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Arthur Leland
by [?]

ARTHUR LELAND was a young lawyer of some twenty-seven years of age. His office stood a stone’s throw from the court-house, in a thriving town in the West. Arthur had taken a full course in a Northern college, both in the collegiate and law department, and with some honour. During his course he had managed to read an amazing amount of English literature, and no man was readier or had a keener taste in such things than he. He had a pleasing personal appearance, a fluent and persuasive manner, an unblemished character. Every morning he came to his office from one of the most pleasant little cottage homes in the world; and if you had opened the little front gate, and gone up through the shrubbery to the house, you would have seen a Mrs. Leland, somewhere in-doors, and she as intelligent and pleasant a lady as you ever saw. You would have seen, moreover, tumbling about the grass, or up to the eyes in some mischief, as noble-looking a little fellow of some three years old as you could well have wished for your own son.

This all looks well enough, but there is something wrong. Not in the house. No; it is as pleasant a cottage as you could wish–plenty of garden, peas and honeysuckles climbing up everywhere, green grass, white paint, Venetian blinds, comfortable furniture.

Not in Willie, the little scamp. No; rosy, healthy, good head, intelligent eyes, a fine specimen he was of an only son. Full of mischief, of course, he was. Overflowing with uproar and questions and mischief. Mustachios of egg or butter-milk or molasses after each meal, as a matter of course. Cut fingers, bumped forehead, torn clothes, all day long. Yet a more affectionate, easily-managed child never was.

The mischief was not in Lucy, the Mrs. Leland. I assure you it was not. Leland knew, to his heart’s core, that a lovelier, more prudent, sensible, intelligent wife it was impossible to exist. Thrifty, loving, lady-like, right and true throughout.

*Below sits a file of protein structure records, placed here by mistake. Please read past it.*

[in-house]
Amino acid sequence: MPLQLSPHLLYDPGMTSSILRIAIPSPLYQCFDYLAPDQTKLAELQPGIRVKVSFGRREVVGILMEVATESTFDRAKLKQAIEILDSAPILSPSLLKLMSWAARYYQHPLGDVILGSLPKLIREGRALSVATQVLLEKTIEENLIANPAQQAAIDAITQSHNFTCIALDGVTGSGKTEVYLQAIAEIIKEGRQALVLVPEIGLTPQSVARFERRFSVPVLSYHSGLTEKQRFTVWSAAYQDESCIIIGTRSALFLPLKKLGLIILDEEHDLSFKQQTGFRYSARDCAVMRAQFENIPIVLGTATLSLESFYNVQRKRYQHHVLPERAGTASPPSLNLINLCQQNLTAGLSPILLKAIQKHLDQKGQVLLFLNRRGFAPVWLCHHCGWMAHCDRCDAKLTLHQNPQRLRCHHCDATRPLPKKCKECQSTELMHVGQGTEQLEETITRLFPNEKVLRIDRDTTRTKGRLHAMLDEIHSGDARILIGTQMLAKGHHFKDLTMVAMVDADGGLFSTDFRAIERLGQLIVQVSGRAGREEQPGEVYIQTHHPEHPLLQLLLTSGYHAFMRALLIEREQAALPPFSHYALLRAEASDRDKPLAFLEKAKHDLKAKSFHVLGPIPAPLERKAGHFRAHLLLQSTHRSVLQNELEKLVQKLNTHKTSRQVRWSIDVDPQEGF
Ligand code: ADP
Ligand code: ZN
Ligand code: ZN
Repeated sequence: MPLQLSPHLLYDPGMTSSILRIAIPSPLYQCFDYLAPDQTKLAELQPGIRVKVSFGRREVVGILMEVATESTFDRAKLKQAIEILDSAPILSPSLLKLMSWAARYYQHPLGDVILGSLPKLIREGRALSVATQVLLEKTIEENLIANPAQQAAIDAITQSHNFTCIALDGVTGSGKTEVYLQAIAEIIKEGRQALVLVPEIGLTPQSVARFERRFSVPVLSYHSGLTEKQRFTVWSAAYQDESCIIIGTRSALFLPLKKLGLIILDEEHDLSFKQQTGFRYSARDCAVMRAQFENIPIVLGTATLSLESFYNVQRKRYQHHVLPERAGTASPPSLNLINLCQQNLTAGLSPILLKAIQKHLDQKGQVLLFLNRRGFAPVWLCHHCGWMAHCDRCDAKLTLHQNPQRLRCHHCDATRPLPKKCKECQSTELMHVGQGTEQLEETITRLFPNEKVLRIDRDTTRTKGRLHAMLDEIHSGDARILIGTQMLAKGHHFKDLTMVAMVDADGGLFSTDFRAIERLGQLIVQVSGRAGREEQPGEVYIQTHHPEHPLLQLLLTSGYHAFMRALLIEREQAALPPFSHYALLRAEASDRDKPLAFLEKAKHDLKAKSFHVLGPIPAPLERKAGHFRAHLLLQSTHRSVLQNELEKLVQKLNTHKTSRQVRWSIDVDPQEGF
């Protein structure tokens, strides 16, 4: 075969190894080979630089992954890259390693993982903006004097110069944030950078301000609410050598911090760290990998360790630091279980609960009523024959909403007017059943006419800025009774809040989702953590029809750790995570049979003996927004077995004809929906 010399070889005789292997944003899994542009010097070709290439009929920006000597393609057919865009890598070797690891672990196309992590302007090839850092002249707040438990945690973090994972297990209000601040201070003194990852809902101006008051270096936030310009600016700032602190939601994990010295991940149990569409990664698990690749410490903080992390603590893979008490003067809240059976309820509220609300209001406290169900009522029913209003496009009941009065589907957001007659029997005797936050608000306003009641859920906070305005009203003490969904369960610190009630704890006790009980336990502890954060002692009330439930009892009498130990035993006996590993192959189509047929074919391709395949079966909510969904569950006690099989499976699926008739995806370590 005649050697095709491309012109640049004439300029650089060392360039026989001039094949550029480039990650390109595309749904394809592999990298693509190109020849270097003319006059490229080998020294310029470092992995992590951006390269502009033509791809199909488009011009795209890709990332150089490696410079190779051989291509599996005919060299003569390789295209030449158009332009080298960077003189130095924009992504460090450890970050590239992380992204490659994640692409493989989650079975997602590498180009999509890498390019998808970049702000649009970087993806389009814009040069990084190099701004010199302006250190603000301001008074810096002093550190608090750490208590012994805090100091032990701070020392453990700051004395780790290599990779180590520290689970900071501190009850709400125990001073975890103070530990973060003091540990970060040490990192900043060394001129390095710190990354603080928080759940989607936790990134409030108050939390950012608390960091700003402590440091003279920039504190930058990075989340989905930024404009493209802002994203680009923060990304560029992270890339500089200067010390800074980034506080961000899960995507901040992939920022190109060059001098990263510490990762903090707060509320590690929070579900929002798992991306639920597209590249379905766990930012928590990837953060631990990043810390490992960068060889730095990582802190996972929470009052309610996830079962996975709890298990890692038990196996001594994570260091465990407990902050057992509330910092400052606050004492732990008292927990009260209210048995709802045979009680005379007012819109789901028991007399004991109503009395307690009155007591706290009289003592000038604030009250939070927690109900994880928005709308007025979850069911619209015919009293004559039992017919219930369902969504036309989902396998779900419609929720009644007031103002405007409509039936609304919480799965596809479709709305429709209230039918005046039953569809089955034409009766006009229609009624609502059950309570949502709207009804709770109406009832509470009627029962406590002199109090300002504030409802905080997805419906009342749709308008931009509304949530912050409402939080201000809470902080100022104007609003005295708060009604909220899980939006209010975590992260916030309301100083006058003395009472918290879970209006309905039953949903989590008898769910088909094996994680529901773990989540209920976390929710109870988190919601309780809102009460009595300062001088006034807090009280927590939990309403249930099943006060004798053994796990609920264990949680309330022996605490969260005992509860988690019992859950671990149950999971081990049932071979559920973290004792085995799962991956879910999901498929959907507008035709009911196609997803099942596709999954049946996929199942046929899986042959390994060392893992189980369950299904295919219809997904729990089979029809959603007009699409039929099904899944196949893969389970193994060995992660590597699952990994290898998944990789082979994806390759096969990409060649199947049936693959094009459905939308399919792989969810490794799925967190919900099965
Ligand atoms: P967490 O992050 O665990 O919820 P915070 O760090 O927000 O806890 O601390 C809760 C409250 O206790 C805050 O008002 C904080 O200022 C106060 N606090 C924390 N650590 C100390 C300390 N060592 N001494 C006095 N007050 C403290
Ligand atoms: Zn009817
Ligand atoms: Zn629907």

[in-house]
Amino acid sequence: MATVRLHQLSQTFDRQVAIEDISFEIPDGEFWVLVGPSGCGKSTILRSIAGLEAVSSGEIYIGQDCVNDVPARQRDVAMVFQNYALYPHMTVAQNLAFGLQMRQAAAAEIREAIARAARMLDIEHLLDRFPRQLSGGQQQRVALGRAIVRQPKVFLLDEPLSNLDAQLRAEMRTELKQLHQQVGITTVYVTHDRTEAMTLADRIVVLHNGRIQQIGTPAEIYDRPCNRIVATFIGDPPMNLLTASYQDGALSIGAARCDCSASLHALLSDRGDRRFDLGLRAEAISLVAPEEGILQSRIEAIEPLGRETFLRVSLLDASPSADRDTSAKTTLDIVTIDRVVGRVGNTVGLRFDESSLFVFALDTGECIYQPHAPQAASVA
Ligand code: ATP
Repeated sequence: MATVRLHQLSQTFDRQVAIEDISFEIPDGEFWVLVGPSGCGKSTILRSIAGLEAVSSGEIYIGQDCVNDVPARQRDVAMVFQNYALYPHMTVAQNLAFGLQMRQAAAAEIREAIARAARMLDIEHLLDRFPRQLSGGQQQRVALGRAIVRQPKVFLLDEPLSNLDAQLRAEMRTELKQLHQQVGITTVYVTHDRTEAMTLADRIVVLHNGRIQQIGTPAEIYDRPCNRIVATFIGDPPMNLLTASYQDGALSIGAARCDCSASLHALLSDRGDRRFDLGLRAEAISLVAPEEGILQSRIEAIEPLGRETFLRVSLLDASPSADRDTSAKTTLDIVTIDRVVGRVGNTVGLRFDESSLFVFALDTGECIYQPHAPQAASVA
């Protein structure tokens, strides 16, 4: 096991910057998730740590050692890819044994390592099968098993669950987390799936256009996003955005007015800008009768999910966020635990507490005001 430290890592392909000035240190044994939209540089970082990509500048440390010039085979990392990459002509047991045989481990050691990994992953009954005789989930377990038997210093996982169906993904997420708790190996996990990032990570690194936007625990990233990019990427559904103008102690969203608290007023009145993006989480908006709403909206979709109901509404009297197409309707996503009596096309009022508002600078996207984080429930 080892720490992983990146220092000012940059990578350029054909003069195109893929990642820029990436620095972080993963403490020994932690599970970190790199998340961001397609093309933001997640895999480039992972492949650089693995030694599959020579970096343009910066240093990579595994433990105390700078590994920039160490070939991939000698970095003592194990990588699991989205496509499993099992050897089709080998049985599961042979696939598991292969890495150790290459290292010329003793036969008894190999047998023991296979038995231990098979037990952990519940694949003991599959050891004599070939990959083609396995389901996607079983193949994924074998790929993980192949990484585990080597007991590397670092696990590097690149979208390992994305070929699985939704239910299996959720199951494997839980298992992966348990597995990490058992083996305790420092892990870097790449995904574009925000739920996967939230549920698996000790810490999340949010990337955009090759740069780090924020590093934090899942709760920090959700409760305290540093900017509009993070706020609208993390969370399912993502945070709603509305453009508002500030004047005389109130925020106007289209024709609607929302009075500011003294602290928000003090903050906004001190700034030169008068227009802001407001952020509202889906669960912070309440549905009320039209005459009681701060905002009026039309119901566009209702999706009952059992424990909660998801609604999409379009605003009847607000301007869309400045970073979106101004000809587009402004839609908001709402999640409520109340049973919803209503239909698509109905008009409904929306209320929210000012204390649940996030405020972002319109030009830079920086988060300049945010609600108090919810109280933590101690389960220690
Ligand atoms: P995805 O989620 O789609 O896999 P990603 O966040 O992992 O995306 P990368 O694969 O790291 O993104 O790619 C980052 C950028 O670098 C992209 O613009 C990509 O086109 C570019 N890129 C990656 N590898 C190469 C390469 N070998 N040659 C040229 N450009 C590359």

Where was this mischief? Look at Leland. He is in perpetual motion. Reading, writing, walking the streets, he is always fast, in dead earnest. Somewhat too fast. There is a certain slowness about your strong man. You never associate the idea of mental depth and power with your quick-stepping man. You cannot conceive of a Roman emperor or a Daniel Webster as a slight, swift man. The bearing of a man’s body is the outward emblem of the bearing of his soul. Leland is rather slight, rather swift. He meets you in his rapid walk. He stops, grasps your hand, asks cordially after your health. There is an open, warm feeling in the man. No hypocrisy whatever. Yet he talks too fast. He don’t give you half a chance to answer one of his rapid questions, before he is asking another totally different. He is not at ease. He keeps you from being at ease. You feel it specially in his house. He is too cordial, too full of effort to make your visit pleasant to you. You like him, yet you don’t feel altogether at home with him. You are glad when he leaves you to his more composed wife. You never knew or heard of his saying or doing anything wrong or even unbecoming. You look upon him as a peculiar sort of man–well, somehow–but! He is at the bar defending that woman, who sits by him, dressed in mourning–some chancery case. Or it is a criminal case, and it is the widow’s only son that Leland is defending. If you had been in his office for the last week, you would have acknowledged that he has studied the case, has prepared himself on it as thoroughly as a man can. He is an ambitious man. He intensely desires to make for himself a fortune and a position. His address to the judge, or to the jury, as the case may be, is a good one. Yet, somehow, he does not convince. He himself is carried away by his own earnestness, but he does not carry away with him his hearers. His remarks are interesting. People listen to him from first to last closely. Yet his arguing does not, somehow, convince. His pathos does not, somehow, melt. He is the sort of man that people think of for the Legislature. No man ever thinks of him in connexion with the Supreme Bench or Senate.